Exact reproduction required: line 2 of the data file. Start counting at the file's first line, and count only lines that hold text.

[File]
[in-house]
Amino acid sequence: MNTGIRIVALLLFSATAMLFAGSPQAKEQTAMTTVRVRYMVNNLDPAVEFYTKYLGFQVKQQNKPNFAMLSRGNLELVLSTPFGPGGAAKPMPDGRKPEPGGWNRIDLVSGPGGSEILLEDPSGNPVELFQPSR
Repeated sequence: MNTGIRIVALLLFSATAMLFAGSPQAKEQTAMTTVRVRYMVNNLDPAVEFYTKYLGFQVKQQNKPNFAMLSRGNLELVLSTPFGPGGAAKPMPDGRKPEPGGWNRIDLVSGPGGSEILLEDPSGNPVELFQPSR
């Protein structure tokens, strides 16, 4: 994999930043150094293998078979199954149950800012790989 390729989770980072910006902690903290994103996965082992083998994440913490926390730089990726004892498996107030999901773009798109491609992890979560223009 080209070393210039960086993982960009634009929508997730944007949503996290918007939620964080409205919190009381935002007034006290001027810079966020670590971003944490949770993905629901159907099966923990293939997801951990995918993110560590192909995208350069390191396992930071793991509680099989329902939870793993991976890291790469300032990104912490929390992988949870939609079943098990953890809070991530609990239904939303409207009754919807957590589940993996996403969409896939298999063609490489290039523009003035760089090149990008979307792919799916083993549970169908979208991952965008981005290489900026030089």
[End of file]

Amino acid sequence: MNTGIRIVALLLFSATAMLFAGSPQAKEQTAMTTVRVRYMVNNLDPAVEFYTKYLGFQVKQQNKPNFAMLSRGNLELVLSTPFGPGGAAKPMPDGRKPEPGGWNRIDLVSGPGGSEILLEDPSGNPVELFQPSR